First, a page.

Louise Glück, Poems 1962-2012. Farrar, Strauss, and Giroux, 2013. $40.00. Call (504) 524-2940 to order or visit us!
If you have encountered Louise Glück’s work only through the odd anthology, or if you haven’t yet had the chance to discover her, this beautiful volume is the perfect way to delve deep into the canon of one of America’s most important contemporary poets. Robert Boyers writes in The Nation that Glück “has found ways to engage with the world as it is without capitulating to its felt demand that she renounce any alternative sense of what is real.” Glück does not create her own mythology, but rather infuses the stark reality of her lived experience with myth, paradoxically increasing the precision of the realism in these poems. In 1996’s Meadowlands, for example, Glück uses the story of the Odyssey as observed by Penelope and Telemachus to create heightened resonance in poems about her own unraveling marriage. In Penelope’s Song, she writes,
He will be home soon;
it behooves you to be
generous. You have not been completely
perfect either; with your troublesome body
you have done things you shouldn’t
discuss in poems.
Glück inhabits the anger of Penelope, who has been raped in the absence of Odysseus. She calls upon herself to “be generous,” though tragedy and unfaithfulness have driven a wedge between herself and her beloved.
For her there is no shortcut to the truth; truth itself is tangled, unclear, complicated. In “Moonless Night,” Glück writes, “Such a mistake to want / clarity above all things.” Truth is in the bleakness of Vita Nova’s Aubade, the “room with a chair, a window. / A small window, filled with the pattern the light makes.” Yet truth also reveals itself, in a later Aubade from The Seven Ages, through the “Smell of the mock orange tree / Corridors of jasmine and lilies.” Glück confronts the complexity of beauty and sorrow through a careful assortment of objects. The flowers in her poetry, like the chairs, are unadorned.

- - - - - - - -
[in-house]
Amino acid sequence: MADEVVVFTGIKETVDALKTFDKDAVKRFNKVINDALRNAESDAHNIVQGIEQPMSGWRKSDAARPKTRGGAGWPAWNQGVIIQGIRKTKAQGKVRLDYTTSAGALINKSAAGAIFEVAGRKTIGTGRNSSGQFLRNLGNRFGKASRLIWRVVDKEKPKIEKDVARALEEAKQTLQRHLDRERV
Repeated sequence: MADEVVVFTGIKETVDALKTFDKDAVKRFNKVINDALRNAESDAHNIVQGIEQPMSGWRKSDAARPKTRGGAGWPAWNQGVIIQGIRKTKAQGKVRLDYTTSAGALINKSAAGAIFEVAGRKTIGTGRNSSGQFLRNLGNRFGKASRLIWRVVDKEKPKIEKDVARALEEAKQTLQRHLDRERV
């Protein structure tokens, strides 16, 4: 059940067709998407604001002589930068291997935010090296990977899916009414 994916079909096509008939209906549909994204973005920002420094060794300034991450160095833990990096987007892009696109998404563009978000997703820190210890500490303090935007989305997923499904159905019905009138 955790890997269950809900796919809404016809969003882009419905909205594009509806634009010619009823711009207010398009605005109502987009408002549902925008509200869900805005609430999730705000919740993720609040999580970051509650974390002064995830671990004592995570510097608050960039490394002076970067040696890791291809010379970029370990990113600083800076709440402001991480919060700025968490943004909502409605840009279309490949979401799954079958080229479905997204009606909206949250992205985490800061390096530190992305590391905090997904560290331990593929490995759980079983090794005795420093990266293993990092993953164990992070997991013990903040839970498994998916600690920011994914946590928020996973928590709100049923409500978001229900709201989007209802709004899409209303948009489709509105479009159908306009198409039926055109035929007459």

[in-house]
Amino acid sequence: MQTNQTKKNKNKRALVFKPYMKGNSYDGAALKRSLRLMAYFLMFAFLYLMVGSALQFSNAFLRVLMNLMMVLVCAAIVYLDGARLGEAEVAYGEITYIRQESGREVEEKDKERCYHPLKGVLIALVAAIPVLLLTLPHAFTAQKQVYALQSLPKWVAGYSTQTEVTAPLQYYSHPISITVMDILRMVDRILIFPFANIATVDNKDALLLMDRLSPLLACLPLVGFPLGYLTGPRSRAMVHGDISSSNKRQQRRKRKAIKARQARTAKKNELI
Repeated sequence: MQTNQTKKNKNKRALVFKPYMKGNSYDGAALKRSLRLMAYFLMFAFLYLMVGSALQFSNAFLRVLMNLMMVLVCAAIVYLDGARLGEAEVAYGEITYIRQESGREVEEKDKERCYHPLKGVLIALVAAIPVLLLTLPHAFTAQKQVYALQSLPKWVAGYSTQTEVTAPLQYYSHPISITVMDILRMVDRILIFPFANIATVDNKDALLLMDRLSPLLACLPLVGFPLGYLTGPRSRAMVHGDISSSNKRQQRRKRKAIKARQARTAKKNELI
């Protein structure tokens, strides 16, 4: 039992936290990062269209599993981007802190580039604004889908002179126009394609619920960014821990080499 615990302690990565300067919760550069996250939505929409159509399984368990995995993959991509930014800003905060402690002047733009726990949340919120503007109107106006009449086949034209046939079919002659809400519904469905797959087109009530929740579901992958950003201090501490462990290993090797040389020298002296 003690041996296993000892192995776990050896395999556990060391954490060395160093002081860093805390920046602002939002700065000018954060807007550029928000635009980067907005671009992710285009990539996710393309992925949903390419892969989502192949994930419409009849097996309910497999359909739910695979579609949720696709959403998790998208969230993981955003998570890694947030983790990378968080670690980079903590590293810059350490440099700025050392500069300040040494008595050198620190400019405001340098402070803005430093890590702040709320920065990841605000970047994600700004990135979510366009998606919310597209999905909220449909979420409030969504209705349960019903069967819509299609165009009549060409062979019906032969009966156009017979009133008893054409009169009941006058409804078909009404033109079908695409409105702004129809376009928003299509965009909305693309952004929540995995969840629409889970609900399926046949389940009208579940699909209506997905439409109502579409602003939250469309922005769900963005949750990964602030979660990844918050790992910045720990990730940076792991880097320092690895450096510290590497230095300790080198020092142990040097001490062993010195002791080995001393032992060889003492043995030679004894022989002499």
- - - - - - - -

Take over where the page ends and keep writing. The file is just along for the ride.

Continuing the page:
You may know her most famous poem, The Garden, from 1980’s Descending Figure, which includes the lines:
The garden admires you.
For your sake it smears itself with green pigment,
the ecstatic reds of the roses,
so that you will come to it with your lovers.
Here, as elsewhere, Glück subverts the traditionally “feminine” style of ornamentation. She is anti-Romantic: in the process of ornamentation, her garden “smears” itself. In Glück’s work, nature is no pastoral comfort. It is a set of objects, and like the chair, or the window, it is tinged with the darkness that inhabits all aspects of the human condition. As she writes in Sunrise, from 2009’s A Village Life, “maybe that’s what nothing tastes like, thyme and rosemary.” The natural world is equated with the void that seems always at the edge of these poems. Beauty is not enough for Glück. In her poetry, she seeks something deeper, something harsher. And in this collection, spanning 50 years of her career, we watch as she deftly paints a world of darkness, a world of beauty.